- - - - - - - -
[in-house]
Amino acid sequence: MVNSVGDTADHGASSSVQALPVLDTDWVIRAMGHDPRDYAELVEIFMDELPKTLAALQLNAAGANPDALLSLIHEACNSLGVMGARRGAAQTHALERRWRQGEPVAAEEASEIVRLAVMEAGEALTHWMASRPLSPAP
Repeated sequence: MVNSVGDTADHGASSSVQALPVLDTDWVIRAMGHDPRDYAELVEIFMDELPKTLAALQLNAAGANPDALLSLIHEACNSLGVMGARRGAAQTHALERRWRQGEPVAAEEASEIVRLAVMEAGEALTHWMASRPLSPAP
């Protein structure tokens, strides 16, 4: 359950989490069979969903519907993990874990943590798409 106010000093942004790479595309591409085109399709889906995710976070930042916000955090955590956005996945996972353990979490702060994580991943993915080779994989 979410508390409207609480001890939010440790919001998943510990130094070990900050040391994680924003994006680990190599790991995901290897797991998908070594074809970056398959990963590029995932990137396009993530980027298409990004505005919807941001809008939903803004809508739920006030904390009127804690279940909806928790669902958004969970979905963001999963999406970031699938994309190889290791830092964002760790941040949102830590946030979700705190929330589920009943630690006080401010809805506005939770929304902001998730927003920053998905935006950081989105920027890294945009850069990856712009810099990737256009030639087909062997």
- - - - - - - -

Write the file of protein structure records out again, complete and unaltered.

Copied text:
[in-house]
Amino acid sequence: MVNSVGDTADHGASSSVQALPVLDTDWVIRAMGHDPRDYAELVEIFMDELPKTLAALQLNAAGANPDALLSLIHEACNSLGVMGARRGAAQTHALERRWRQGEPVAAEEASEIVRLAVMEAGEALTHWMASRPLSPAP
Repeated sequence: MVNSVGDTADHGASSSVQALPVLDTDWVIRAMGHDPRDYAELVEIFMDELPKTLAALQLNAAGANPDALLSLIHEACNSLGVMGARRGAAQTHALERRWRQGEPVAAEEASEIVRLAVMEAGEALTHWMASRPLSPAP
């Protein structure tokens, strides 16, 4: 359950989490069979969903519907993990874990943590798409 106010000093942004790479595309591409085109399709889906995710976070930042916000955090955590956005996945996972353990979490702060994580991943993915080779994989 979410508390409207609480001890939010440790919001998943510990130094070990900050040391994680924003994006680990190599790991995901290897797991998908070594074809970056398959990963590029995932990137396009993530980027298409990004505005919807941001809008939903803004809508739920006030904390009127804690279940909806928790669902958004969970979905963001999963999406970031699938994309190889290791830092964002760790941040949102830590946030979700705190929330589920009943630690006080401010809805506005939770929304902001998730927003920053998905935006950081989105920027890294945009850069990856712009810099990737256009030639087909062997």